Regional Reviews: San Diego
Based on Molière's The School for Wives, but set in 1992 Mexico, the script features Don Ernesto (John Padilla), a local cartel lord in Sinaloa who thinks women are beneath him, and wants to marry the young and beautiful Eva (Yvette Angulo). In order to prepare Eva to be a proper wife, Don Ernesto sends her to a convent and poses as Ernesto Bunbury, a dignified professor. Getting in the way of his plans is Mario Grande Jr. (Jose Balistrieri), the kindhearted son of Don Ernesto's deceased rival. Mario and Eva fall in love, and the Don's bluntly honest maid Armida (Siguenza) quickly becomes their ally.
Siguenza's writing is hilarious, with a combination of jokes in both English and Spanish, raunchy gags, and criminal activity. There is also some intelligent humor, with references to the 21st century and allusions to William (or as he's called here, Guillermo) Shakespeare and Oscar Wilde. Some of Don Ernesto's intentionally misogynistic dialogue can get a little repetitive, but Siguenza comments on relationships in ways that are witty and don't get in the way of the one-liners.
Artistic Director Sam Woodhouse, Siguenza's frequent collaborator, is once again an ideal choice to stage his comical play. Woodhouse complements Siguenza's script through his successful staging of a good deal of slapstick and physical humor. He stages several funny scenes, including a Hamlet-influenced dream experienced by Mario (Chris Rynne's lighting pays homage to the classic tragedy) and fight choreographer George Ye's enjoyably over-the-top battle sequence between Mario and two threatening goons (Daniel Ramos III and Salomon Maya, who both play several characters).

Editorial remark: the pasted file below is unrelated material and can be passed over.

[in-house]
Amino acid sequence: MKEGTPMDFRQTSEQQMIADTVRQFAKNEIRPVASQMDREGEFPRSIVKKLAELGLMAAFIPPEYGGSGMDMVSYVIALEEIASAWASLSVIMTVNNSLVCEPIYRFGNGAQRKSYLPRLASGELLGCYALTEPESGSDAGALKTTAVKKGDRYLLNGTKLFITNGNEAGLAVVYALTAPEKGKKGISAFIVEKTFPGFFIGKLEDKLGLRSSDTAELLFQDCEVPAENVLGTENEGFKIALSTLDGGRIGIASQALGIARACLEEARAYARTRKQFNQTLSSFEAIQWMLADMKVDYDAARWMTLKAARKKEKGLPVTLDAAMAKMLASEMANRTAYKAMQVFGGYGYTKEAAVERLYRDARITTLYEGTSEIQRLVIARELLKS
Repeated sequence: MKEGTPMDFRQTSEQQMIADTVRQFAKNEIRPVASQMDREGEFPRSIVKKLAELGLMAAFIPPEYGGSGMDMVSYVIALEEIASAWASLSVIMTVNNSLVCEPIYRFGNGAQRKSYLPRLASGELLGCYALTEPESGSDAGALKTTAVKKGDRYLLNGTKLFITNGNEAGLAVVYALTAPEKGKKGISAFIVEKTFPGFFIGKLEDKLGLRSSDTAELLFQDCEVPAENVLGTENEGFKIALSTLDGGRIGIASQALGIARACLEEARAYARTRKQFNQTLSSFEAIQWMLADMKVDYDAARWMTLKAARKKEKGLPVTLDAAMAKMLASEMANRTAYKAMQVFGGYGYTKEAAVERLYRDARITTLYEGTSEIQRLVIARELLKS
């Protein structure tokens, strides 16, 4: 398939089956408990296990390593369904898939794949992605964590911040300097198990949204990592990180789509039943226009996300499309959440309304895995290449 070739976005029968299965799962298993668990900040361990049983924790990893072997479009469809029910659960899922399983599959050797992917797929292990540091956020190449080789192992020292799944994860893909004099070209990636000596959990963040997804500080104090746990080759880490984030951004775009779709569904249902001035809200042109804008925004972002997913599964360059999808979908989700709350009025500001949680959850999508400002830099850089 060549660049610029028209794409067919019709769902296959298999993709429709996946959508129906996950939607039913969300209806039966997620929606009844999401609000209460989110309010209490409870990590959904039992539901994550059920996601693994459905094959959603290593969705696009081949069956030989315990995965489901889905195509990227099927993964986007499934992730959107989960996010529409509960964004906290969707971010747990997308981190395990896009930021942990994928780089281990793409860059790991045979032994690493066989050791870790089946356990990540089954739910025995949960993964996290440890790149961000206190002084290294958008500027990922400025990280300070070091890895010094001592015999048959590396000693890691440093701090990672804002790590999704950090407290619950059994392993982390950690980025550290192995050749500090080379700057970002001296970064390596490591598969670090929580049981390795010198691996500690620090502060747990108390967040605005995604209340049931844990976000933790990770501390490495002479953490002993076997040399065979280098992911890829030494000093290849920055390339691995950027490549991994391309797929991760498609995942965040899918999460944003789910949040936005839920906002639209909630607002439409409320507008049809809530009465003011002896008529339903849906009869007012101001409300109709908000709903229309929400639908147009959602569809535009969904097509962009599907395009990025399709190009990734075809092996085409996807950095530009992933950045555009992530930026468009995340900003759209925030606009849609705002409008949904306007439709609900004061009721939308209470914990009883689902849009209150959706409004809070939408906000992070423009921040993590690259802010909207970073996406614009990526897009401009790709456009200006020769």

Other contributions to the production that leave a big impression are Carmen Amon's costumes, which would feel right at home in a telenovela, and Sean Fanning's set depicting locations such as Don Ernesto's home and a train station. One surprising element is the important role of music in the story, as original music by composer Bostich and Spanish-language songs are used in Matt Lescault-Wood's audio. Performers Roxane Carrasco (as Lucha, Mario's banda singer mother) and Padilla get several chances to shine (their songs are often translated into English by projection designer Samantha Rojales), and Adrian Kuicho Rodriguez plays live music on a sousaphone.
Woodhouse gets some excellent comical performances from his cast. As two people who can't stand each other, Siguenza and Padilla spar and trade insults, and, with their comic delivery, show once again that they are pros. Keeping the plot somewhat grounded are Balistrieri and Angulo as Mario and Eva. They portray a silly, yet sweet, relationship. In addition, Carrasco, Ramos, Maya, and Ric Salinas are a lot of fun in the colorful roles they play.
Siguenza's trademark sense of humor is on full display in his terrific latest premiere on the Lyceum Stage, and provides a night that will leave the audience in stitches.
Bad Hombres/Good Wives runs through October 27, 2019, at San Diego Repertory Theatre, 79 Horton Plaza, San Diego CA. Tickets start at $25.00. For tickets and information, visit at www.sdrep.org or call 619-544-1000.